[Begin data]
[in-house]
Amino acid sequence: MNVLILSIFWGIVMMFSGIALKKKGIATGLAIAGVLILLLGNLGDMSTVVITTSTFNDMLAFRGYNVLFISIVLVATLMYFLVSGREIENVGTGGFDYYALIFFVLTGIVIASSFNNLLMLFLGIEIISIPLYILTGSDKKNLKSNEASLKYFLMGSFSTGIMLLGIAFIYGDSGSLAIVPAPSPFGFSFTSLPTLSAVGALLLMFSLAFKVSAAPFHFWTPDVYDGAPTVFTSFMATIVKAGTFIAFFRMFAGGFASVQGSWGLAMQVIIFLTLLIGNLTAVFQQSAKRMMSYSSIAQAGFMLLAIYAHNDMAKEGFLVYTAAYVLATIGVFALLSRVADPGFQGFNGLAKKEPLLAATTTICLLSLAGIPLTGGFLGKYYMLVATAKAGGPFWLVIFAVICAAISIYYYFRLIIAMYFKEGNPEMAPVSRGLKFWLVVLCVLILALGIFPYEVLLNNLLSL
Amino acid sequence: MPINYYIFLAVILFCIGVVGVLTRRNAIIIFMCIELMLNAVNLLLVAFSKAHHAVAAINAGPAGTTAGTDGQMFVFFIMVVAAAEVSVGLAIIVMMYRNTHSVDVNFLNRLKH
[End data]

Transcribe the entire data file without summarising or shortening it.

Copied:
[in-house]
Amino acid sequence: MNVLILSIFWGIVMMFSGIALKKKGIATGLAIAGVLILLLGNLGDMSTVVITTSTFNDMLAFRGYNVLFISIVLVATLMYFLVSGREIENVGTGGFDYYALIFFVLTGIVIASSFNNLLMLFLGIEIISIPLYILTGSDKKNLKSNEASLKYFLMGSFSTGIMLLGIAFIYGDSGSLAIVPAPSPFGFSFTSLPTLSAVGALLLMFSLAFKVSAAPFHFWTPDVYDGAPTVFTSFMATIVKAGTFIAFFRMFAGGFASVQGSWGLAMQVIIFLTLLIGNLTAVFQQSAKRMMSYSSIAQAGFMLLAIYAHNDMAKEGFLVYTAAYVLATIGVFALLSRVADPGFQGFNGLAKKEPLLAATTTICLLSLAGIPLTGGFLGKYYMLVATAKAGGPFWLVIFAVICAAISIYYYFRLIIAMYFKEGNPEMAPVSRGLKFWLVVLCVLILALGIFPYEVLLNNLLSL
Amino acid sequence: MPINYYIFLAVILFCIGVVGVLTRRNAIIIFMCIELMLNAVNLLLVAFSKAHHAVAAINAGPAGTTAGTDGQMFVFFIMVVAAAEVSVGLAIIVMMYRNTHSVDVNFLNRLKH